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Gian-Reto

Just swapped my GPUs: Some observations GTX 580 vs 670

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Because I asked similar questions before, and there might be other people interested out there asking which Nvidia Card to get for best 3D Coat performance:

 

I jsut had to swap my GPUs. I use a GTX 580 in my Work rig, and a GTX 670 in my Gaming rig. Now, I kept the older card in my work rig because it is one of the last consumer level cards with ungimped CUDA double precision speed. I asked this before in this forum and nobody could tell me the exact answer, if 3D Coat needs double precision calculations or not.

 

Now I reached VRAM limits with my GTX 580, which has a rather limited 1,5G of VRAM. After thinking of ways to cut down on VRAM used by combining objects or reducing resolution, I came to the conclusion that for now, I still needed as many separate objects and high resolution for my current hard poly sculpt as I could get. The only solution therefore was to swap the GPU with my GTX 670 with 2G of VRAM, which would give me 33% more VRAM headroom. The GPU Speed itself is more or less comparable, the GTX 670 is actually slightly faster in games thanks to optimizations.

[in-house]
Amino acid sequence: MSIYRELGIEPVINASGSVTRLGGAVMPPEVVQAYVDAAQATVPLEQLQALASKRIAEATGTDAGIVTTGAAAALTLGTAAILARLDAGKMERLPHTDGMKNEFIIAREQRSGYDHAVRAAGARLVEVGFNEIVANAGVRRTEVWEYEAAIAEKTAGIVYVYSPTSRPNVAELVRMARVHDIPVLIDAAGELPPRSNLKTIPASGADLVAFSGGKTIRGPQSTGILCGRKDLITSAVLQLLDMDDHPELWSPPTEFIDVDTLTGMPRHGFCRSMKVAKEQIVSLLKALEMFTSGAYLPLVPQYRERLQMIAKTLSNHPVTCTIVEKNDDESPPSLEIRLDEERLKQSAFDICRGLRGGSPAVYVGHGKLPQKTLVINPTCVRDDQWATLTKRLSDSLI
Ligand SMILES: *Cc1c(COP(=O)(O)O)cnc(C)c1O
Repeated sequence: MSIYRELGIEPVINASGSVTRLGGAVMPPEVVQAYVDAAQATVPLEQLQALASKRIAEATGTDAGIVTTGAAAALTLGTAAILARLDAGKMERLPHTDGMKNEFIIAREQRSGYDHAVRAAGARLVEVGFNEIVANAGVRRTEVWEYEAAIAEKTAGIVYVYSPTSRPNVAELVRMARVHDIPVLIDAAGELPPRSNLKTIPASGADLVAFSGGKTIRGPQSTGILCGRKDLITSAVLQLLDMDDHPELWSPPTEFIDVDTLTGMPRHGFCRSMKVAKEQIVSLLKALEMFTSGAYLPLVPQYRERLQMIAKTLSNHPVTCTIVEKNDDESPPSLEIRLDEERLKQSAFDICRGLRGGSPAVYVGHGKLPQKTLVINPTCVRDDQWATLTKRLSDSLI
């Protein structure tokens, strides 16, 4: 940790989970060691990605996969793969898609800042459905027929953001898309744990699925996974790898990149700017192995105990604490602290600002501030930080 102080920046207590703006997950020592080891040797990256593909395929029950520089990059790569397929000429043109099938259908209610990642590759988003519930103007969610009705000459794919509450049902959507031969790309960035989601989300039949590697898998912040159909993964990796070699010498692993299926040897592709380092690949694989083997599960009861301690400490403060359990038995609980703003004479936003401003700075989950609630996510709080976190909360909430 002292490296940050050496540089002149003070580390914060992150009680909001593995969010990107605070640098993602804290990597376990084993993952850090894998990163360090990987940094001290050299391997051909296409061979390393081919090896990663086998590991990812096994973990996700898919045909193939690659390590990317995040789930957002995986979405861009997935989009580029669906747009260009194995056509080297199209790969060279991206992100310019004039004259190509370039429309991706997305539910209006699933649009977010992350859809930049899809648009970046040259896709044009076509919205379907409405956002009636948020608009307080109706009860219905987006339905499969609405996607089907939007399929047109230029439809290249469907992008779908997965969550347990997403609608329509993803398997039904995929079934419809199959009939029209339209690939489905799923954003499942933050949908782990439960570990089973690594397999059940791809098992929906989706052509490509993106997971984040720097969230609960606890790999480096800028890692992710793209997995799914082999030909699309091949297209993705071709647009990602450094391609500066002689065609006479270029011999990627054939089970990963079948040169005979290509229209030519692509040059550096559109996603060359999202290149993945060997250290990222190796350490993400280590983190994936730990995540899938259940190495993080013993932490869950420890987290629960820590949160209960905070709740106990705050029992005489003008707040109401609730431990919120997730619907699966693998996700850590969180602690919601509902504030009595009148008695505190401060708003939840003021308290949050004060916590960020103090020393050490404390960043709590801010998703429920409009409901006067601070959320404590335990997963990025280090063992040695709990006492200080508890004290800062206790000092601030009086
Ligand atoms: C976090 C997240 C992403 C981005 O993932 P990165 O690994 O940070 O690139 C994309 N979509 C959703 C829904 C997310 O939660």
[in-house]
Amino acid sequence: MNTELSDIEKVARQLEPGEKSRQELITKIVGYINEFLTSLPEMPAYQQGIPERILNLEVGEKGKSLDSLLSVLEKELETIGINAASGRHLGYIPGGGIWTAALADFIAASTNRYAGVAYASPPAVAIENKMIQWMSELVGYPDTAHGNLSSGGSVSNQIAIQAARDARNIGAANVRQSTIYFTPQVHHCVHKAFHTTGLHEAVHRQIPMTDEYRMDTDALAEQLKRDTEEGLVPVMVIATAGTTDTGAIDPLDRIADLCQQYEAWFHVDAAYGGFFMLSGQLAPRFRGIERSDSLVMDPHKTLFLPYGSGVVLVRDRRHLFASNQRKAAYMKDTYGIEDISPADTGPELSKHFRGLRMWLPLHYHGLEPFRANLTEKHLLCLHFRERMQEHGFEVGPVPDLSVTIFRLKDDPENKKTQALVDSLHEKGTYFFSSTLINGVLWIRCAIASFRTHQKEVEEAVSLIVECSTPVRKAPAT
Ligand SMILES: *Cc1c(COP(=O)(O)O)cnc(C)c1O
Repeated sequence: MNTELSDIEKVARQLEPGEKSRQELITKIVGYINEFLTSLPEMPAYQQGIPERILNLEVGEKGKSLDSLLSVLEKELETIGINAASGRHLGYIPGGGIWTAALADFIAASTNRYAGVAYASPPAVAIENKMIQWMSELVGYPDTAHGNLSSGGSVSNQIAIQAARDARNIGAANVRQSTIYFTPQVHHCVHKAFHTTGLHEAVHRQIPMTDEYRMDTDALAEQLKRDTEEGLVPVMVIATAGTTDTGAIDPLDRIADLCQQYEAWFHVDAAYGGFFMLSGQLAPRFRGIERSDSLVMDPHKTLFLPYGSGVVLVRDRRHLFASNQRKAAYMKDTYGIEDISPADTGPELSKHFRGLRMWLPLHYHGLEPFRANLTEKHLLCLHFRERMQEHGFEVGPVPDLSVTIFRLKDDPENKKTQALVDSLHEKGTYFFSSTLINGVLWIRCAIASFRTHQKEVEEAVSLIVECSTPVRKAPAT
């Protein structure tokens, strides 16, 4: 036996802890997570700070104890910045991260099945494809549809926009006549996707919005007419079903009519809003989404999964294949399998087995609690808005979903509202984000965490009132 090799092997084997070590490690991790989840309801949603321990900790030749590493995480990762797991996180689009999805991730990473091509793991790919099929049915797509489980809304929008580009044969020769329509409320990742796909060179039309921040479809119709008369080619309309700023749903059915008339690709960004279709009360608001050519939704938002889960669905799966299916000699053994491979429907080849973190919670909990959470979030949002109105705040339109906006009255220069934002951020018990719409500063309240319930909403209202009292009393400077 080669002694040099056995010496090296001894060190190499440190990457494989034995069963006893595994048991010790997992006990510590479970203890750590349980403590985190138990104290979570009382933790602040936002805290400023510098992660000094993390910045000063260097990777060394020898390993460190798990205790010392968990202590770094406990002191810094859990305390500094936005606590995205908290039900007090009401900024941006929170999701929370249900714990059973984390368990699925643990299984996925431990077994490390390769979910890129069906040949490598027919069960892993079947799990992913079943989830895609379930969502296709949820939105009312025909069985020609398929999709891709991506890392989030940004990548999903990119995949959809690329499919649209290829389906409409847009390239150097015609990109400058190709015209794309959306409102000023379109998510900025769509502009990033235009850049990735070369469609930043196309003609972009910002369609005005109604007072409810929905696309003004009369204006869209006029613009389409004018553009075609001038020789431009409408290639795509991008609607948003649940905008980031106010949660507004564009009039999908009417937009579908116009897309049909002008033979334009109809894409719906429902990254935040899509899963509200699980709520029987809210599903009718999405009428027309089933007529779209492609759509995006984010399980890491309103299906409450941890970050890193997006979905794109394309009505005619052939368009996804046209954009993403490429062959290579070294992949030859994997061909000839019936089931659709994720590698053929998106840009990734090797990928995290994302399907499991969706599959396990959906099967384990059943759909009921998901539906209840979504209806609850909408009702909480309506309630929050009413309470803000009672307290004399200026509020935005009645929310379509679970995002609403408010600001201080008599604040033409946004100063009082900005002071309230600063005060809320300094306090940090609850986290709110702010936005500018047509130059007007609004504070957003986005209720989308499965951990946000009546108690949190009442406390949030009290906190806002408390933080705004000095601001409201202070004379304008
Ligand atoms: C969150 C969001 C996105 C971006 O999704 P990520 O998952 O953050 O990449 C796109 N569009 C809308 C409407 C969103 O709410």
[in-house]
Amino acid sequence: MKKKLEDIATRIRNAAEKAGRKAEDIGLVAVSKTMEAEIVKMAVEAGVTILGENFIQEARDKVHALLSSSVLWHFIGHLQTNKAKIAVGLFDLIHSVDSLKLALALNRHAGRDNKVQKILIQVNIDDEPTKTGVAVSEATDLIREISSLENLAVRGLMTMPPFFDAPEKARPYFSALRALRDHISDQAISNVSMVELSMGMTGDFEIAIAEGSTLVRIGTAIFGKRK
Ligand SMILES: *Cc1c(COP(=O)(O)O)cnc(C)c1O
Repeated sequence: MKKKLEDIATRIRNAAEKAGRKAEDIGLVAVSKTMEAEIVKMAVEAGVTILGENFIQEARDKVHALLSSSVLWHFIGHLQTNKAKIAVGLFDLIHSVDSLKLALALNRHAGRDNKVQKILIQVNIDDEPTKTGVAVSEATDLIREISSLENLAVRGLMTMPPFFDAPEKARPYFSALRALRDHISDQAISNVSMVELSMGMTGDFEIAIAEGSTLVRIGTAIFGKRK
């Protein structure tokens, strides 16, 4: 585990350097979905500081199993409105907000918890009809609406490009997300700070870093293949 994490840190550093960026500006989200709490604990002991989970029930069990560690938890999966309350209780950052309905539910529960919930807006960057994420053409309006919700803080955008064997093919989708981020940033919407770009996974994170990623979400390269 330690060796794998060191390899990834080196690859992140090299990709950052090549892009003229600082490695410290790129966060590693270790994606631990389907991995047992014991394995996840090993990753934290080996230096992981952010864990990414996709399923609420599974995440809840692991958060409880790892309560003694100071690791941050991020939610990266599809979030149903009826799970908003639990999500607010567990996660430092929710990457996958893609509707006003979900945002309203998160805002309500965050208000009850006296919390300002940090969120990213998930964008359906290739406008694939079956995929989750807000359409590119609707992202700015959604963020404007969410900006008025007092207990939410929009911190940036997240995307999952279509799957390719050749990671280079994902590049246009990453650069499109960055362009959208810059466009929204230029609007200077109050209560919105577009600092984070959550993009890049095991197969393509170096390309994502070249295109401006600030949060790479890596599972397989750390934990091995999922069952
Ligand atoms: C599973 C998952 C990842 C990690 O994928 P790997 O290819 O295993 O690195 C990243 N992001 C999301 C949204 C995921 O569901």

The only big downside of the GTX 670 is the gimped floating point (double precision) calc speed.

 

 

Now, I will try to update this thread with my observations about using the new card. I didn't make exact measurments with the old card, so don't expect exact numbers. If there is a small difference I might not notice. If the difference is big, I will be able to tell you. The question I am trying to answer here is: Has the lowered FP (double precision) speed of newer Nvidia cards any effect on working with 3D Coat?